IROS 2011 Special Symposium

Foundations and Future Prospects of Sampling-Based Motion Planning

A Special Session at the IEEE/RSJ International Conference on Intelligent Robots and Systems

Date: Wednesday, September 28, 2011
Time: 10:00am - 11:30am
Location: Continental Ballroom 5, Hilton at Union Square, San Francisco

Schedule of Presentations:

  • 10:00 - 10:30:
    Sampling-Based Algorithms for General Motion Control Problems: Recent Advances and New Challenges
    Keynote presentation by Prof. Emilio Frazzoli - MIT
  • 10:30 - 10:45:
    An Obstacle-Responsive Technique for the Management and Distribution of Local Rapidly-Exploring Random Trees
    Wedge, N., Branicky, M. - Case Western Res. Univ.
  • 10:45 - 10:50
    Finding Critical Changes in Dynamic Configuration Spaces
    Lu, Y., Lien, J.-M. - George Mason Univ.
  • 10:50 - 10:55
    Toggle PRM: Simultaneous Mapping of C-Free and C-Obstacle - a Study in 2D
    Denny, J., Amato, N. -Texas A&M Univ.
  • 10:55 - 11:00
    Sampling Heuristics for Optimal Motion Planning in High Dimensions
    Akgun, B., Stilman, M. - Georgia Tech.
  • 11:00 - 11:15
    EG-RRT: Environment-Guided Random Trees for Kinodynamic Motion Planning with Uncertainty and Obstacles
    Jaillet, L. (CSIC-UPC), Hoffman, J. (UC Berkeley), van den Berg, J. (UNC Chapel Hill), Abbeel, P. (UC Berkeley), Porta, J. M. (CSIC-UPC), Goldberg, K. (UC Berkeley)
  • 11:15-11:30
    Planning Humanlike Actions in Blending Spaces
    Huang, Y., Mahmudi, M., Kallmann, M. - Univ. of California, Merced

Organizers:

  • Kostas Bekris
    Assistant Professor
    Computer Science and Engineering Department
    University of Nevada, Reno
  • Steven M. LaValle
    Professor
    Department of Computer Science
    University of Illinois, Urbana-Champaign

Objective:

Sampling-based motion planners have become popular over the last two decades as general solutions that can solve many challenges that cannot be addressed by more traditional, combinatorial and complete algorithms. The main idea is to avoid the explicit construction of the underlying configura- tion space (C-space) and instead search the space through a sampling process. Probing the C-space is achieved through a collision checking module that allows the planner to identify free configurations while ignoring the complexity of C-space obstacles. These algorithms provide weak guarantees that a motion planning problem can be solved, either in the form of probabilistic completeness, when the sampling process samples densely in a random fashion, or resolution completeness, when the sampling is deterministic. Despite these weaker guarantees, sampling-based motion planners are considered today sufficient solutions even for high-dimensional geometric planning problems and have found applications in robotics, manufacturing and biology.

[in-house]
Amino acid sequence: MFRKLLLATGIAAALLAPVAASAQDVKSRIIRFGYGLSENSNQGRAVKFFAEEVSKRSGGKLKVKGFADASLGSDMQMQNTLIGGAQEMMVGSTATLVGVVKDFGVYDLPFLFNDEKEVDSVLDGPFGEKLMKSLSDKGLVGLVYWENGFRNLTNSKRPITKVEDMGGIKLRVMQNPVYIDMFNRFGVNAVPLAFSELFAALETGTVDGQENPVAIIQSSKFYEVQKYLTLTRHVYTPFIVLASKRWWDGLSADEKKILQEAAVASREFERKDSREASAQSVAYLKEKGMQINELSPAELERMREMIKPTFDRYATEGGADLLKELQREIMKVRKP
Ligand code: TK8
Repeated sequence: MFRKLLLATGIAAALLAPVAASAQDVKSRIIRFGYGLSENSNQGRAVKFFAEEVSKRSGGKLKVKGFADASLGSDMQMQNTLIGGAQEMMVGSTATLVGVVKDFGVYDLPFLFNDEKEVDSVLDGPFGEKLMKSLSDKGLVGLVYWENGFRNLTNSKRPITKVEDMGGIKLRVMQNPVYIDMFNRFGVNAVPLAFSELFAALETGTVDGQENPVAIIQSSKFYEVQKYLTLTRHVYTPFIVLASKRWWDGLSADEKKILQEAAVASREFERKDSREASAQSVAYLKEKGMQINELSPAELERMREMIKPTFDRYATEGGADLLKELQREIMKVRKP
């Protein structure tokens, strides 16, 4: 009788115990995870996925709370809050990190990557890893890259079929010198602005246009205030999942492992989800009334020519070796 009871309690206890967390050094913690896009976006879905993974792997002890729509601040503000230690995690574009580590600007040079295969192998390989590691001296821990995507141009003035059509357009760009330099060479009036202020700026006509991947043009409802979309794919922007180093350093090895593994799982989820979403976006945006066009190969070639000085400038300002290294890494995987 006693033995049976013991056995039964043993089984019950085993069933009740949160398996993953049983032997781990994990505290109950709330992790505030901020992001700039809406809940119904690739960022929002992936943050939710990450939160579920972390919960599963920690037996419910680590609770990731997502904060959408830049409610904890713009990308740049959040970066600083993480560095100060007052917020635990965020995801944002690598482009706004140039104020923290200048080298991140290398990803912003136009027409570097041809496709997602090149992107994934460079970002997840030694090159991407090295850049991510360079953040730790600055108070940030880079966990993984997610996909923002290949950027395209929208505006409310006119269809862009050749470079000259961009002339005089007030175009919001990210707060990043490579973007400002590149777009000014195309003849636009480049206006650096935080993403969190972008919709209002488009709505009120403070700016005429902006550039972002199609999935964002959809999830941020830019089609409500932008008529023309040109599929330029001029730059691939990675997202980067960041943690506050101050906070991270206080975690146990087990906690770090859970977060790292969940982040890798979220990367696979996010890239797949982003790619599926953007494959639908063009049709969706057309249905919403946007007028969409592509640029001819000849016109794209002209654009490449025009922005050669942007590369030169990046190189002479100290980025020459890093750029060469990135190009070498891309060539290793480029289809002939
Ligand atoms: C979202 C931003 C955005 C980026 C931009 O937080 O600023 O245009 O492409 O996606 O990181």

Building on top of the success of sampling-based algorithms, motion planning research remains active, as multiple issues are currently investigated or remain to be addressed. For instance, there are new results regarding the asymptotic optimality of sampling-based algorithms that provide new insights regarding the properties of these algorithms. Furthermore, there are still many challenges regarding the use of sampling-based algorithms to extensions of the basic motion planning problem and in innovative applications. In particular, the following areas provide important examples of challenges that need to be addressed:

  1. dealing with increasingly more complex systems, such as those with complex differential con- straints or even hybrid systems that involve both discrete and continuous state parameters,
  2. providing feedback-based solutions that provide stability in the case that the future configura- tions are not predictable,
  3. addressing problems that involve sensing information and uncertainty, where the robot needs to reason about an underlying information space.

Other challenges include time varying problems, multi-robot coordination, manipulation planning and grasping, dealing with closed kinematic chains and specific challenges that might arise in innovative application areas, such as structural biology.
This symposium will aim to highlight some of the recent developments regarding the foundations of sampling-based motion planners, as well as their use in increasingly more realistic instances of motion planning challenges and applications. It will specifically focus to contributions by young researchers active in the field and give them an opportunity to describe their interests and articulate their vision for the future of sampling-based motion planning.